The Bread of Life and Sifting of Wheat

The Sermon on the True Bread of Life (John 6:22-59). Christ and disciples slipped away from the
crowd at night. The people interested in food, came seeking Him. They crossed over the sea to
Capernaum, and they meet in the synagogue. He reveals their shallow, carnal motives (John 6:26-27) and
their ignorance of what it means to be saved by faith (6:28-29). He wants to give them eternal life, but
they want to work for it. Jesus answered, “The work of God is this: to believe in the one he has sent”
(6:29). Believing in Him is the indispensable “work” God calls for—the one that leads to eternal life.

Note the similarity between His conversation with the Samaritan woman: “If you knew the gift of God”
(John 4:10). The request that Jesus should the people the bread of life parallels the request of the
Samaritan woman for the water of life (4:15). In both cases, the petition indicates that the speaker did not
understand Jesus’ real meaning and reveals a materialistic frame of mind.

This assertion “I am the bread of Life” is the first in a series of I AM’s. Each represents a particular
relationship of Jesus to the spiritual needs of men: Their eternal life, light in darkness, their entrance into
security and fellowship, their guide and protector in life, their hope in death, their certainty in perplexity,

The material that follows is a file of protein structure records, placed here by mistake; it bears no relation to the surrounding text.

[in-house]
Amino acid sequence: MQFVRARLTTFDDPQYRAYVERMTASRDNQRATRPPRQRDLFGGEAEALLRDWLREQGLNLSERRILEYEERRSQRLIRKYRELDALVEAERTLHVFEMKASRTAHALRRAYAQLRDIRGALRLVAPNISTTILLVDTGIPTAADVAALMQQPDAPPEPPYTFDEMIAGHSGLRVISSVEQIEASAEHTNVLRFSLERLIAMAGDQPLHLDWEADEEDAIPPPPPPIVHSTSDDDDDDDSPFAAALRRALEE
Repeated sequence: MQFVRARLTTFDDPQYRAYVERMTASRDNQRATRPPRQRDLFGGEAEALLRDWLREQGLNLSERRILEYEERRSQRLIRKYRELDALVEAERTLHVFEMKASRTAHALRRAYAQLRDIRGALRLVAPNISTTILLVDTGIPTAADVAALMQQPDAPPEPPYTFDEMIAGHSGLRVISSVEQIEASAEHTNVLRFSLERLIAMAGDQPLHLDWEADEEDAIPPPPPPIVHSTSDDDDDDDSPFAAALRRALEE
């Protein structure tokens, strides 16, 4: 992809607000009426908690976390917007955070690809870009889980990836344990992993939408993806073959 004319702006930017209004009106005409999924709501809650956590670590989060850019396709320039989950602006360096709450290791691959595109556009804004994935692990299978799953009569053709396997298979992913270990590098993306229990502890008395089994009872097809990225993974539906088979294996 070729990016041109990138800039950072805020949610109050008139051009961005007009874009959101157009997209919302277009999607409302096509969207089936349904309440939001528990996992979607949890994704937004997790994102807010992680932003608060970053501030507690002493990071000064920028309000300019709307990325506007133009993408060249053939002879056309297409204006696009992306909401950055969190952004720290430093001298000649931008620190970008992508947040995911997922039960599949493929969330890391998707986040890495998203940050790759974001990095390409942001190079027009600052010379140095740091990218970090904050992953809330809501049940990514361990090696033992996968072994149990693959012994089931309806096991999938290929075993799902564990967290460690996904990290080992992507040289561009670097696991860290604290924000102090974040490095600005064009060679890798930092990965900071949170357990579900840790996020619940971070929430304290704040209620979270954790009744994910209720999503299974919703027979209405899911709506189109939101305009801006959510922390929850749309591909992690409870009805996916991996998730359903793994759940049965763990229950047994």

and their source of vitality for productiveness. He desired that men should receive Him, not simply for
what He might give the, but for what He might be to them.

There are three divisions to the sermon, each followed by a reaction from the crowd:

1. He Reveals His Person—the Bread of Life, John 6:32-42
2. He Reveals the Process of Salvation, 6:43-52
3. He Reveals the Power of Salvation, 6:53-65

Jesus is not teaching that receiving the elements or sacraments of the Lord’s Supper saves a person. He
emphasizes faith in response to testimony (see 6:35, 40, 47, 51). Flesh and blood here point to Christ as
the crucified One and the source of life. He speaks of faith’s appropriation of Himself as God’s
appointed sacrifice, not any ritual requirement. There are at least two factors that argue against the
sacramental interpretation: (1) the equation of “eating” and “drinking” with belief, which is not a
physical action, and (2) Jesus’ own explanation to the disciples that His words “are spirit and life.” The
Lord’s Supper perpetuates the concept here, but does not have any intrinsic saving power!

The Sifting of the Wheat and Tares (John 6:66-71). The Word of God reveals His Person, separating
the true from the false. The crowd, desiring bread for the body, rejected the Bread of Life for the soul.
The disciples affirmed their faith in Christ, but Jesus reveals that one of them is a devil and is going to
betray Him. Again, He knows their hearts. The people were offended by His doctrine and would no
longer walk with Christ. This is the first of three crises in John’s Gospel:

1. They would not walk with Him (John 6:66-67).
2. They would not believe on Him (12:12-50).
3. They crucified Him (20:1-31).

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